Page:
Indian regulators continue mixed messages over crypto
Don’t hold your breath over regulatory clarity for crypto investors…
While there had been hopes that the Indian regulators were moving towards a relaxation on the restrictions they have placed on cryptocurrencies during the course of 2018, it would appear that there is little by the way of urgency among lawmakers. According to reports, there doesn’t seem to be any chance of potential cryptocurrency investors within the country benefitting from regulatory clarity anytime soon.
Last week we reported on the apparent wish of a government committee in India that crypto-related businesses and transactions be legalised under strong regulations. However, while the conclusion of one ‘senior official’ after that meeting was the region would have “more clarity soon”, subsequent answers to questions in the Indian parliament seem to contradict that upbeat assessment.
The interdisciplinary committee – one of two bodies the country has constituted to look into the cryptocurrency policy of the world’s 7th largest economy – is due to report its findings early into the new year. Led by secretary of the Department of Economic Affairs, Subhash Chandra Garg, it has tried to explore the potential crypto could hold for the Indian economy. Its own internal report is due to be the subject of its next meeting in January, where the group will also assess the insights gained from discussions at the G20 summit in Buenos Aires. A report for parliament and the wider public could potentially come in February.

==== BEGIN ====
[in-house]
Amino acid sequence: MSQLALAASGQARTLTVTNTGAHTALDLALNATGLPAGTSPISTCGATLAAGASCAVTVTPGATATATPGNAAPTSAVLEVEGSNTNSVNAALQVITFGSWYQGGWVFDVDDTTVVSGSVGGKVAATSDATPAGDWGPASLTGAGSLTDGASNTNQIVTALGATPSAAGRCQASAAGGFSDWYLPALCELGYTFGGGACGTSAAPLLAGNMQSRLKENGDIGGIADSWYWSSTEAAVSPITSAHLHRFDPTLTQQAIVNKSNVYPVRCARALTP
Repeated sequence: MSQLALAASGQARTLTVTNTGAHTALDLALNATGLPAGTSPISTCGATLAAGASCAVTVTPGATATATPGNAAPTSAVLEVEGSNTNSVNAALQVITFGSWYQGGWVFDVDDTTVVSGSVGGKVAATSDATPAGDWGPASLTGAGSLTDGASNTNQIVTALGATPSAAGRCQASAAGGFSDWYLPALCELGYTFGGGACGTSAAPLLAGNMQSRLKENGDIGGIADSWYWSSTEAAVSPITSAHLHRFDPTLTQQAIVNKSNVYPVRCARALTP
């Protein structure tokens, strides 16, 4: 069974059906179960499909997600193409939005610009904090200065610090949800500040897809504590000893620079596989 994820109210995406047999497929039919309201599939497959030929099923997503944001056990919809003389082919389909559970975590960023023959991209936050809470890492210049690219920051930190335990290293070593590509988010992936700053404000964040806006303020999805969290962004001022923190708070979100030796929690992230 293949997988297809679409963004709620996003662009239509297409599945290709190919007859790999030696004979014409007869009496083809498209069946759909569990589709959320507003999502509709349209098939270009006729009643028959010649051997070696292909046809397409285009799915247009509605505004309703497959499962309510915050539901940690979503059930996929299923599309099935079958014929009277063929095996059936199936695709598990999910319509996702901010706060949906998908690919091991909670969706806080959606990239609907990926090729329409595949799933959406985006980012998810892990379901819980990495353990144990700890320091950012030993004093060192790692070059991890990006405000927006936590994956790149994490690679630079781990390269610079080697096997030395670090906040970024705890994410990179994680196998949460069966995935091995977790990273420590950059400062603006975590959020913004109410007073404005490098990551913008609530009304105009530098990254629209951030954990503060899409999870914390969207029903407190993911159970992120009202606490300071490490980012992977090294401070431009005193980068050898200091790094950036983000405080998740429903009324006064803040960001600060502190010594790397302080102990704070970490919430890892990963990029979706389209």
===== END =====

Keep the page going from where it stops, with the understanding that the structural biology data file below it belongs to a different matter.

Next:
However, in response to enquiries regarding a timeline for decision making, finance minister Pon Radhakrishnan has told the country’s ‘lower house’ that “In absence of a globally acceptable solution and the need to devise technically feasible solution, the department is pursuing the matter with due caution. It is difficult to state a specific timeline to come up with clear recommendations.”
It’s another twist in a tale that’s offered contradictory narratives throughout 2018, with the country’s politicians and policy makers seemingly blowing both hot-and-cold on the subjects of cryptocurrency and blockchain technology simultaneously. While holding cryptocurrency is not technically illegal in India, it was effectively outlawed earlier in the year when the country’s national bank banned any entity regulated by it from handling cryptocurrency, or the money of cryptocurrency related businesses. This move effectively cut off banking for any crypto-related business in the country, and heavily impaired the ability to turn crypto assets into fiat currency for investors.
However, simultaneously the same body has begun work to create its own digital currency, and sees the technology as a tool for considerable savings over time. The dichotomy appears to come down to a matter of control – with an acceptance of the importance of the underlying tech contrasting against a worry about the far-harder-to-control nature of truly distributed networks like Bitcoin.